How to make your own Cheesehead in Milwaukee
How to make your own Cheesehead in Milwaukee
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If you’ve ever seen a Green Bay Packers game you probably know the headwear of choice for many fans. It should be immediately recognizable. It's a huge foam wedge of cheese. The hats aren’t made in Green Bay. The company that makes them is called Foamation. It isn’t affiliated with the Packers at all. But they are made in Wisconsin. Now you can visit cheese headquarters in Milwaukee and make your own. That's thanks to a set of recently launched factory tours.
You can book The Swiss tour for five dollars. On that tour, you can sit in a back room and listen as a tour guide explains the history of the Cheesehead hat. The Cheddar tour costs $12. It is the next level up. You’ll get the history as well as a behind-the-scenes tour through the production area.
But the big cheese of the tours is The Holey Cow. It costs $25. You get all the perks of the other tours, plus a make-and-take service. It lets you create your own Cheesehead hat in the production room. You get to take it home to keep.
The Cheesehead factory building is more than 100 years old. It started out as a foundry. The original safe from the first company to own the building is a point of pride for Foamation. But it doesn’t hold any money today. Rather, it contains the original Cheesehead hat.
Ralph Bruno is the CEO and still works at the company every day. He invented the first Cheesehead in 1987. That's according to tour guide Casey Gott. He dons the “commander in cheese” hat for the duration of each tour.
Chicago White Sox fans had taken to calling Milwaukee Brewers fans “Cheeseheads” as an insult. Bruno wasn’t quite sure what anyone had against cheese. So he decided to make the hat as a way to show that Wisconsinites embrace their cheesiness. At the time, he was reupholstering his mother’s couch. He took one of the cushions and cut a wedge out of it. He used a blowtorch to put holes in it like Swiss cheese. And he spray-painted the entire thing yellow. He wore it tailgating to a game. By 1989, the hats had reached the mass market. Now, the company produces an array of foam hat creations. They range from corncobs and ice cream cones to hot wings. They also include the Chicago Bears’ response to the Cheesehead. It is the graterhead. It looks like a giant cheese grater.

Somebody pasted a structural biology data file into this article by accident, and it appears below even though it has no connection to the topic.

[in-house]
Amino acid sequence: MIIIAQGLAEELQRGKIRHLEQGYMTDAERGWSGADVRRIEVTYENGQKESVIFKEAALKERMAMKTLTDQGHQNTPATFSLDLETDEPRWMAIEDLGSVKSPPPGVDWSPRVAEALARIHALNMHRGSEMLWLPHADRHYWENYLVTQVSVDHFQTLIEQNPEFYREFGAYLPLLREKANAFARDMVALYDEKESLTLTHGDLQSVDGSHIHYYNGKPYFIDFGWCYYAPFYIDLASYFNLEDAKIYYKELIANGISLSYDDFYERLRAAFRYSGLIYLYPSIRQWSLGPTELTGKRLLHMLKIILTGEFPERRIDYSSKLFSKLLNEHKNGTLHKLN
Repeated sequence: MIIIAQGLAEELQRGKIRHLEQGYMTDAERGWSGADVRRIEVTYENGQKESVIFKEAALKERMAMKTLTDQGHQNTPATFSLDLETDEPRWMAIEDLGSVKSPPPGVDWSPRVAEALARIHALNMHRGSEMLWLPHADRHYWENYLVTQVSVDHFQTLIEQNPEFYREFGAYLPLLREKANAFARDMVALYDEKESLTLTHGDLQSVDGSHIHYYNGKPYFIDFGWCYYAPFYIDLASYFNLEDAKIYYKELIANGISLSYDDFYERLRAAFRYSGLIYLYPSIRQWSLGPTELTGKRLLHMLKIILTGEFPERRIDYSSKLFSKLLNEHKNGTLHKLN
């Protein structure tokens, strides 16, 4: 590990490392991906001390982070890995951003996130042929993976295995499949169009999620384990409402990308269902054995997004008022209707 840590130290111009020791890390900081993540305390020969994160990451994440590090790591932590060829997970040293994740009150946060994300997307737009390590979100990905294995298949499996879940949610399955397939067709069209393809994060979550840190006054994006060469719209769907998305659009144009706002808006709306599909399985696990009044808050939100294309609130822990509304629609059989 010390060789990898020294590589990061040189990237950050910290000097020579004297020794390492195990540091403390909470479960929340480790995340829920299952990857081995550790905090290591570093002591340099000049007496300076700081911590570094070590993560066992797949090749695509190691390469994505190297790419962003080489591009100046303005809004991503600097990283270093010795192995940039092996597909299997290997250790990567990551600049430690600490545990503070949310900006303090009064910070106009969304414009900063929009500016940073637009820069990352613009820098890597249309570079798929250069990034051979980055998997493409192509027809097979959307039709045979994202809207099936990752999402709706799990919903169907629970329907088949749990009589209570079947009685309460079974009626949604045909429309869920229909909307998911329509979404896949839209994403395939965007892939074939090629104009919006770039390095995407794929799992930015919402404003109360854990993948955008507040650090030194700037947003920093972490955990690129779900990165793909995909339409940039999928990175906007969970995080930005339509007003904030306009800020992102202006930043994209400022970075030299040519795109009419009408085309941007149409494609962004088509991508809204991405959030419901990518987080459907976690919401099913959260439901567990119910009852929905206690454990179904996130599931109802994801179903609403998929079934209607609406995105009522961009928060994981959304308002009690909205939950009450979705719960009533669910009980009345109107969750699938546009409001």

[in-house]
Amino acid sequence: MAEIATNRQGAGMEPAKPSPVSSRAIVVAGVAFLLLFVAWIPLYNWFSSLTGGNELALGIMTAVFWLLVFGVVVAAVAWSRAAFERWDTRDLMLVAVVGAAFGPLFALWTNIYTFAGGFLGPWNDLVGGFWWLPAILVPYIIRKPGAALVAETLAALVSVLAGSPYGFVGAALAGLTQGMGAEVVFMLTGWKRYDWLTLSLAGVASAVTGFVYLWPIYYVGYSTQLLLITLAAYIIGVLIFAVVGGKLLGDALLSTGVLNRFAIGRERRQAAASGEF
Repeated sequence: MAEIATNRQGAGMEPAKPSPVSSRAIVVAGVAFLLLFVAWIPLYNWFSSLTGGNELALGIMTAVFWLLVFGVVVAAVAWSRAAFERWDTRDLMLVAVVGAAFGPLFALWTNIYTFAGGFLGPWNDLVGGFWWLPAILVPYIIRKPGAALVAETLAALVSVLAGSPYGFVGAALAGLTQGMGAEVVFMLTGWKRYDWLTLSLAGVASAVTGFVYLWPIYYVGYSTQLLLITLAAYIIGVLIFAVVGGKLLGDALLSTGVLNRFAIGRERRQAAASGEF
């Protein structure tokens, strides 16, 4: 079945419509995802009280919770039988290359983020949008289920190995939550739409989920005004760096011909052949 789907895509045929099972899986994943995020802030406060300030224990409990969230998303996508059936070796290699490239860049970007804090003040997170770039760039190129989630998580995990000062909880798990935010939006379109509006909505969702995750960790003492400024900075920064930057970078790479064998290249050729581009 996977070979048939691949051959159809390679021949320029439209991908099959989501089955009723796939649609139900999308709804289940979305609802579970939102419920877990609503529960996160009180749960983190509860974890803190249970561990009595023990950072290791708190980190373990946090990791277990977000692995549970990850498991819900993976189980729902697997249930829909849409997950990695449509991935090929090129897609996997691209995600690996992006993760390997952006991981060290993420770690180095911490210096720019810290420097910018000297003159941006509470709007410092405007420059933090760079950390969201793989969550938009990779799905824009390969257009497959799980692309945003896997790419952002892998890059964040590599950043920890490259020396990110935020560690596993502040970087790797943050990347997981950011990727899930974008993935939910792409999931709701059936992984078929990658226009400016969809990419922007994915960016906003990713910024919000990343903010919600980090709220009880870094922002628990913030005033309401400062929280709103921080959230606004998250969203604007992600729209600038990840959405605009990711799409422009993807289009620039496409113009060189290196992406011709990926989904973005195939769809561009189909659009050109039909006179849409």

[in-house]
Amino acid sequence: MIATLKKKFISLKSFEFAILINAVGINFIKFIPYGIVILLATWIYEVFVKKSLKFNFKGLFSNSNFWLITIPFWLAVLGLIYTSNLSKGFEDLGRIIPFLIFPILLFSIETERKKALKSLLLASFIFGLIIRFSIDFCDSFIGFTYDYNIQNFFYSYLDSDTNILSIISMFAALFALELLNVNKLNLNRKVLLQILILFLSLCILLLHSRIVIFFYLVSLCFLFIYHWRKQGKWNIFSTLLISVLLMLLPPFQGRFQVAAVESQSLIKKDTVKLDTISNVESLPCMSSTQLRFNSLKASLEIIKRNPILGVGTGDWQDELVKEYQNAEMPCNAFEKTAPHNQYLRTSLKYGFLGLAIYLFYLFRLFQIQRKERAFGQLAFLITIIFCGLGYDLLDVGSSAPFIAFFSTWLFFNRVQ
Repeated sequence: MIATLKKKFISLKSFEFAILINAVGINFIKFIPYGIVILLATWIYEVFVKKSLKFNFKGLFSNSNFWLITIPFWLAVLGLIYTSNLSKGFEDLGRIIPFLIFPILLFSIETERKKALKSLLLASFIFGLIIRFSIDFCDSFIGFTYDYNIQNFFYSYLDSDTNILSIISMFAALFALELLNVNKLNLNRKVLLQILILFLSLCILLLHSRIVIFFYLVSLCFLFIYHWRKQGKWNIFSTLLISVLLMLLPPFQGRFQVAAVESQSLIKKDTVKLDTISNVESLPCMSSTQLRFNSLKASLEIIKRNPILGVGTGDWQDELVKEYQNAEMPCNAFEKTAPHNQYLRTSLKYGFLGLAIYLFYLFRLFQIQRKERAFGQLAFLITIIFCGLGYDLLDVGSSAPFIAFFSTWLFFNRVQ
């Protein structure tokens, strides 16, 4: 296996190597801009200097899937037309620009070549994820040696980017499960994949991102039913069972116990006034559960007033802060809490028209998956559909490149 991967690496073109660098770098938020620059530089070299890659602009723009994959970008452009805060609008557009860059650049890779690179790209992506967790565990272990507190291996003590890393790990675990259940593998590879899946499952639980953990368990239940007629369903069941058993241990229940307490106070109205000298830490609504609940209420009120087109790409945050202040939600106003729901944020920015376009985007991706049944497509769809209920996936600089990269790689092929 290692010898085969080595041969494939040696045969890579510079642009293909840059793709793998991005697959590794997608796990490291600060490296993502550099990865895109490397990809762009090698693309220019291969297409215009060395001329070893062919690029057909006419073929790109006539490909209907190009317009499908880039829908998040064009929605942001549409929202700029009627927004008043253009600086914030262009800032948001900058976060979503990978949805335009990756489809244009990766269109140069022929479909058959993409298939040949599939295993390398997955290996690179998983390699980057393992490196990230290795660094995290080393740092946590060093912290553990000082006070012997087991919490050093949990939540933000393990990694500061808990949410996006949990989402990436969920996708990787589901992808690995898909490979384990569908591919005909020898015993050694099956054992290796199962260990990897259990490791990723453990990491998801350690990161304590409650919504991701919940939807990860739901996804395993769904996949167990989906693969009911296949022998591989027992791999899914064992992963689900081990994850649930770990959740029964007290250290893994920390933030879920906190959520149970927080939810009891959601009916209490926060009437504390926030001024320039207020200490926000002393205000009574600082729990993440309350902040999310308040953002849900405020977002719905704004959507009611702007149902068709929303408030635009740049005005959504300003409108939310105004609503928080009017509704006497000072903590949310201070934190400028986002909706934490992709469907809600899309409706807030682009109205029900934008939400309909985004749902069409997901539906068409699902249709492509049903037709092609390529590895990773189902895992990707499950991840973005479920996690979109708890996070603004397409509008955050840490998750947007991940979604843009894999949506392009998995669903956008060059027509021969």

Each tour begins by taking the Wedge of Allegiance. It is a cheesy pledge to confirm you’ll stay safe in the factory. Then visitors get a brief overview of the company’s history and a chance to see the original Cheesehead. Depending on the tour, you continue into the mold room.
Foamation keeps every mold it’s ever used to make a hat. The walls are lined with shelves of them. The flagship wedge is designed after three types of cheese. The first is cheddar because it’s yellow. The second is Swiss because it has holes. And the third is Gouda because it’s wheel-shaped. “No cheesemaker can make this type of cheese,” Gott said.
The Cheddar and The Holey Cow tours proceed into the small production room. There, five partitioned stations make all the Cheeseheads seen across the world. The process to create the hats is deceptively simple. You take what looks like a large soda to-go cup and place it beneath an assembly of small tubes. A pre-measured amount of colored polymeric isocyanate pumps into the cup from one tube. It is followed by another pre-measured amount of toluene diisocyanate from another tube. The two are then mixed together with a tool similar to a diner’s milkshake blender. This creates the polyurethane foam that forms the hats. The non-toxic liquid foam is then poured into a mold. It is clamped closed immediately after. Four minutes later, the foam has expanded and is set. Then the mold is opened and you pull out your very own Cheesehead hat. Scrunch it all up once or twice to get any leftover air bubbles out. Then don your new hat with pride. Sometimes there are dangling edges. You can cut them off in the trimming room next to the production room. All the scraps are melted down and turned into carpet padding. This includes the trimmings and botched products.
“My first day, when I walked in I was blown away by the building and that the cheesehats are made right here in Milwaukee,” Sean Patterson told Smithsonian.com. He is a production employee at Foamation. “It brought a name to Wisconsin and it’s recognizable worldwide. The fact that it’s still handmade and family owned is great. To have tours on top of that is awesome. We don’t have anything to hide. We can open it up to anyone to have a fun experience in Milwaukee.”
Paul Schultz was a recent guest who went on the Holey Cow tour. He agreed. He won tickets in an auction and brought his son. It was a gift for his high school graduation. He was drawn by the fact that the company is still a family business and that the product is emblematic of Wisconsin, he told Smithsonian.com.
With the Holey Cow tour, you have the option to make more than just the standard cheese wedge hat. You can make a baseball cap or a cowboy hat. You can make a fedora or a fireman hat. You can make a sombrero or a top hat. You can make a cheese dagger or a football. You can also make cheese wedge coasters or Wisconsin-shaped coasters.
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